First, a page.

Father to two teenagers, Michael, didn't want to give us his last name, but wanted his son’s sexting story told in order to raise awareness.
“I was kind of shocked, surprised and caught off guard,” he said.
Earlier this year, he and his wife caught his 14-year-old son sexting.
“Some of the messages came across his iPad and his mom discovered it,” said Michael.
And when Michael alerted the school, he was shocked to find out that his son, under Colorado laws, has committed a third-degree felony. But the Jefferson County Sheriff’s office told Michael there was a way out.
“They basically said the deal is off if you get a lawyer and if you participate in this class willingly, that will be [a] good way to protect your kid from these charges,” he said.
Michael placed his son in a class called Sexting Solutions. It was put together by clinical therapist Cheryl Kosmerl after the D.A. reached out to her for an alternative eye-opening program.
“The class is all about stopping all forms of abuse and building better boundaries," said Kosmerl. She said parents attend only the first and last class. Boys and girls don’t attend class together.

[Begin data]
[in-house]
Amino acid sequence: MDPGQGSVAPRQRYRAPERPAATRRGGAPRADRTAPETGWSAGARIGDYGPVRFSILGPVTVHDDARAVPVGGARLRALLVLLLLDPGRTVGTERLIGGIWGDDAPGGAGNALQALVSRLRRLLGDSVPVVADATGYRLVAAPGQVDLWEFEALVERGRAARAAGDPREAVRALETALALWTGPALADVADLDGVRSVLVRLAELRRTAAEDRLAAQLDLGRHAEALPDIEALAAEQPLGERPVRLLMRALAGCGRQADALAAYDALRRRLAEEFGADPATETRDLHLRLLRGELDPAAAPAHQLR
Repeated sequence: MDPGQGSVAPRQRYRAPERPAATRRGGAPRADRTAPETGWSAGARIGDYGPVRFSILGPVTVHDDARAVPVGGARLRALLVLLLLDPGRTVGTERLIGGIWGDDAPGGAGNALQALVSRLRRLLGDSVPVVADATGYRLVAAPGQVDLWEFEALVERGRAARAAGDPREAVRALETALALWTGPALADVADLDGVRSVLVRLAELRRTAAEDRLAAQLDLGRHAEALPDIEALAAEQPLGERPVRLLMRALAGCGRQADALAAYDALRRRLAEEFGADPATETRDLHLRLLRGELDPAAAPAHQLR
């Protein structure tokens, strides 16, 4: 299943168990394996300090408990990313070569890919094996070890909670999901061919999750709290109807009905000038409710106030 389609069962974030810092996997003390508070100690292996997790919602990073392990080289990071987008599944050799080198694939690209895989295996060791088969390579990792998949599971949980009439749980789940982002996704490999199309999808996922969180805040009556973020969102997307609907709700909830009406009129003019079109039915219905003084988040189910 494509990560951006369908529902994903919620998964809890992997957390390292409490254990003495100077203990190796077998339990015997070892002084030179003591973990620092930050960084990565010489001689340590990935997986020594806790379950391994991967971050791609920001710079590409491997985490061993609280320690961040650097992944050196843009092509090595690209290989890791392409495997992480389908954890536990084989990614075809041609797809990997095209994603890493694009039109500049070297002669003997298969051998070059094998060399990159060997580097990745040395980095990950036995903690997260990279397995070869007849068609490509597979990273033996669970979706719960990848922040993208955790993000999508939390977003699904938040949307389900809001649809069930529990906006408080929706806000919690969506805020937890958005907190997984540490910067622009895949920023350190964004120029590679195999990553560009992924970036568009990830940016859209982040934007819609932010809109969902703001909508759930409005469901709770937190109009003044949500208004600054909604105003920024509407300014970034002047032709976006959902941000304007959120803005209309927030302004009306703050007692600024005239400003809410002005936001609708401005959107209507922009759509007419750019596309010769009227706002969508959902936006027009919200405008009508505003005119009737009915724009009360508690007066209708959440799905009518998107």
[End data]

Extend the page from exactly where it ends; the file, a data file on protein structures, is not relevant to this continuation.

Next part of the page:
“The motivation behind sexting for boys and girls is different. From what I have found from my cases, is that the boys reasoning are that they want a naked picture. But, for the girls, it's more of 'I loved him and I thought it would take my relationship to another level,'” said Kosmerl.
So far, 148 students have gone through the program and not a single one has reoffended. The D.A. said the program is giving teenagers a second chance rather than a record.
"The law that we could bring against teenagers involved in sexting was grossly disproportioned to the conduct itself,” said 1st Judicial District Attorney Pete Weir.